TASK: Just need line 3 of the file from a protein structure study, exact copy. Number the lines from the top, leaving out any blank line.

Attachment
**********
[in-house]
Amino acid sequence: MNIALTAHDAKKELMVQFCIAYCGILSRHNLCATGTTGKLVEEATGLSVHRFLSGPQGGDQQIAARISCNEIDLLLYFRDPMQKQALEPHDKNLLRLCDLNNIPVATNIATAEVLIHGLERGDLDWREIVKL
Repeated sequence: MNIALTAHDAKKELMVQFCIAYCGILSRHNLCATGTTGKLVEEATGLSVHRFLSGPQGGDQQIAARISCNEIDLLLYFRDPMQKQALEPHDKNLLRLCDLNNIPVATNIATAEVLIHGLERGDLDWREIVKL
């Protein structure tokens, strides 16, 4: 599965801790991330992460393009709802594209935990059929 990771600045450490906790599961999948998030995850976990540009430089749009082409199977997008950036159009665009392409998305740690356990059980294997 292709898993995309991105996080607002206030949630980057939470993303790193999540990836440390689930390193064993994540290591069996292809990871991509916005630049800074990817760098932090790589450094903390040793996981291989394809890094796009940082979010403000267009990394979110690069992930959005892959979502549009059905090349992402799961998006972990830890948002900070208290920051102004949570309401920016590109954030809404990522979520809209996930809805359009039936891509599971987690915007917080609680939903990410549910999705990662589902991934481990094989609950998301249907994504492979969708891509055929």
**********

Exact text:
Repeated sequence: MNIALTAHDAKKELMVQFCIAYCGILSRHNLCATGTTGKLVEEATGLSVHRFLSGPQGGDQQIAARISCNEIDLLLYFRDPMQKQALEPHDKNLLRLCDLNNIPVATNIATAEVLIHGLERGDLDWREIVKL